Let $\bf S^1$ denote the unit circle in the plane $\bf R^2$. True/False ?

For every continuous function $f:\bf S^1 \to \bf R$, there exist uncountably many pairs of distinct points $x$ and $y$ in $\bf S^1$ such that $f(x)=f(y)$

Borsuk-Ulam or by taking the function $g(x)=f(x)-f(-x)$, IVT implies that there exist $x$ such that $f(x)=f(-x)$. But I'm unable to show the existence of uncountably many pairs. I think the fact $RP^1 \cong \bf S^1$ may be helpful. Any ideas?


marked as duplicate by Macavity, user91500, mrp, Arnaldo, Daniel W. Farlow May 29 '17 at 12:46

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  • $\begingroup$ Further search failed to turn up a reasonable duplicate candidate, so I retracted my close vote. $\endgroup$ – hardmath Dec 9 '15 at 2:13
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    $\begingroup$ Dear @hardmath,existence is of course trivial,one can just take the identity map.Regards, $\endgroup$ – Arpit Kansal Dec 9 '15 at 2:14

If $f$ is constant then this is obviously true.

Otherwise, choose points $a,b \in \Bbb S^1$ such that $f(a)\ne f(b)$ and "split the circle" at $a$, so that $f$ becomes a continuous map $[a,a+2\pi] \to \Bbb R$ with $f(a)=f(a+2\pi)\ne f(b)$ for $b\in(a,a+2 \pi)$. Then for any value $M$ strictly between $f(a)$ and $f(b)$, the intermediate value theorem gives us the existence of $x \in (a,b)$ and $y \in (b,a+ 2\pi)$ such that $f(x)=f(y)=M$. Since $f(a)\ne f(b)$, there are uncountably many such values $M$ and thus such pairs, so the proposition is true.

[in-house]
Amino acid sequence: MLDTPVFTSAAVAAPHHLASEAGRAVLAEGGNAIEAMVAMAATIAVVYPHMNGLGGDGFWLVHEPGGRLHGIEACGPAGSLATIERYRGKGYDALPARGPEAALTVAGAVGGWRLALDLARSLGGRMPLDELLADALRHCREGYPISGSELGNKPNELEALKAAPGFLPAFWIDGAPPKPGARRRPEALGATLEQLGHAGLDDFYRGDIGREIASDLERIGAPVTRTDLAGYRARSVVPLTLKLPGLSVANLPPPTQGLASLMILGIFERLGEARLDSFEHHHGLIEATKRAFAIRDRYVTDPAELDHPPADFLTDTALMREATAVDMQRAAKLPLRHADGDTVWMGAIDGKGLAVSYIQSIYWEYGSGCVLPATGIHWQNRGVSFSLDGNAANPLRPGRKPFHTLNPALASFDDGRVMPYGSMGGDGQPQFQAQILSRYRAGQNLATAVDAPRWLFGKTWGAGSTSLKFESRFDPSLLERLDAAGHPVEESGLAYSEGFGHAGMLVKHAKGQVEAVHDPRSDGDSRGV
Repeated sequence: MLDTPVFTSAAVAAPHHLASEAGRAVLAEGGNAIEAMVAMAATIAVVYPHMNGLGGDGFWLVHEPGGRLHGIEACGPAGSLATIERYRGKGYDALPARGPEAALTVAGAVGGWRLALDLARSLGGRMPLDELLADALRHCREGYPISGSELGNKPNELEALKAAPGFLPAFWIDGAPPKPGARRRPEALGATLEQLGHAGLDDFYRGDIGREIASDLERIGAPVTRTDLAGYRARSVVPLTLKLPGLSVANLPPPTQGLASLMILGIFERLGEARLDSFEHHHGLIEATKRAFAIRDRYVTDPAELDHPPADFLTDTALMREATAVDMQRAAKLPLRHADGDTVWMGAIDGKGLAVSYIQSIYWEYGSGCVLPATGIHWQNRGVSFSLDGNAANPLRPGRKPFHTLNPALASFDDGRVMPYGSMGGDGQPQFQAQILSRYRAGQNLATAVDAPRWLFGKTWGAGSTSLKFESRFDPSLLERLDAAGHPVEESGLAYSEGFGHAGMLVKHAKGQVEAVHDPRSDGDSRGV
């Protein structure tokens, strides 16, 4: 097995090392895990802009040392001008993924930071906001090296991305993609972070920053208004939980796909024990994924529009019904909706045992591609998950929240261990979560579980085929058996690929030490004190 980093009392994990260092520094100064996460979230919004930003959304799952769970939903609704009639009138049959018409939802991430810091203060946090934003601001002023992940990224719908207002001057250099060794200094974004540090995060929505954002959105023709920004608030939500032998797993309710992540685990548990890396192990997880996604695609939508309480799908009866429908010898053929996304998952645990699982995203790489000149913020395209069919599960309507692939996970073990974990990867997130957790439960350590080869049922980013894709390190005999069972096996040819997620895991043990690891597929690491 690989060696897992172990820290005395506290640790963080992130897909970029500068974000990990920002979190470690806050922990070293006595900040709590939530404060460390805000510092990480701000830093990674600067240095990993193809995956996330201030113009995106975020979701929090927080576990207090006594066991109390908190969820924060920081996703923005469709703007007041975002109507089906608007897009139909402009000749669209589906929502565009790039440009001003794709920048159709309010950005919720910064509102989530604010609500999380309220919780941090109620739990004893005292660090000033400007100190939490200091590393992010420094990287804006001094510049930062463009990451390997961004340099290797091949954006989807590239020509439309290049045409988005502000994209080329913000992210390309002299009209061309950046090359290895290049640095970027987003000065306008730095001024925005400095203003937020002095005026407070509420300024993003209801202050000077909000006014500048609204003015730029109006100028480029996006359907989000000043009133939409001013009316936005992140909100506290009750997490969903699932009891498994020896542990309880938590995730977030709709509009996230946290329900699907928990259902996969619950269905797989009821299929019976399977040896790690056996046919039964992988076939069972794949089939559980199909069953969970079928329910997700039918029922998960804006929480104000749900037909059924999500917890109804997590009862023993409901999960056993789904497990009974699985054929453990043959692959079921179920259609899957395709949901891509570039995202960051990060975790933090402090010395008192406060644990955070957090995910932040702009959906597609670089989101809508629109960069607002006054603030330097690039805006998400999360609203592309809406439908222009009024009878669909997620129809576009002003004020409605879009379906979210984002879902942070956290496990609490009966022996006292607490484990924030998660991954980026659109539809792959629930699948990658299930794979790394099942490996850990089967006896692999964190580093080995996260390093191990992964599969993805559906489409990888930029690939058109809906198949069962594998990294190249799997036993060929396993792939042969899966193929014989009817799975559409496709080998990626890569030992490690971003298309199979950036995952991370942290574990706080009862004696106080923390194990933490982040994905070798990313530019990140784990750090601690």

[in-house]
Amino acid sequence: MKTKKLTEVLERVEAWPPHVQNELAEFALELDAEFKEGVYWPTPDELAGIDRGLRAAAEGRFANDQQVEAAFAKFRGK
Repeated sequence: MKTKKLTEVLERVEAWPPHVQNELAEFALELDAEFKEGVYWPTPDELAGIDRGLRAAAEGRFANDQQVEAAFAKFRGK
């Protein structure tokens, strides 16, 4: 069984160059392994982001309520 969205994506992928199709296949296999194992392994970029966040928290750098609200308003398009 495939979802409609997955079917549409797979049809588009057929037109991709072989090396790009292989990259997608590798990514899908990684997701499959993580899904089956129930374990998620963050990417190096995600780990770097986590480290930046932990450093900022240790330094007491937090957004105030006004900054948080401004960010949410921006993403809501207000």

Here is "almost" same solution as of @Anthony Carapetis written in slightly different way:

Assume $f$ is not constant.Since $\bf {S}^1$ is connected and compact so let $f(\bf S^1)=[a,b]. $Suppose pre image of some $y \in (a,b) $ consists only one point,say $x$.Then $f( \bf {S}^1 / {x})$ is connected.Contradiction!

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    $\begingroup$ I like the appeal to compactness at the outset, and the way you finish with an appeal to connectedness argument is compelling. However I think I would add an observation that $f(S^1/\{x\}) = [a,b]/\{y\}$ makes the image disconnected, so contradiction. $\endgroup$ – hardmath Dec 9 '15 at 23:33
  • $\begingroup$ Dear @hardmath Thank you,I am pleased that you really enjoyed reading my solution.Best Regards, $\endgroup$ – Arpit Kansal Dec 10 '15 at 2:19
  • $\begingroup$ @ArpitKansal where r u now? I know u were cmi stdnt... $\endgroup$ – sani May 29 '17 at 3:57
  • $\begingroup$ @sani, Hi Sani,currently i am at IMSc. $\endgroup$ – Arpit Kansal May 29 '17 at 7:09
  • $\begingroup$ good...Best of luck@ArpitKansal $\endgroup$ – sani May 29 '17 at 10:39

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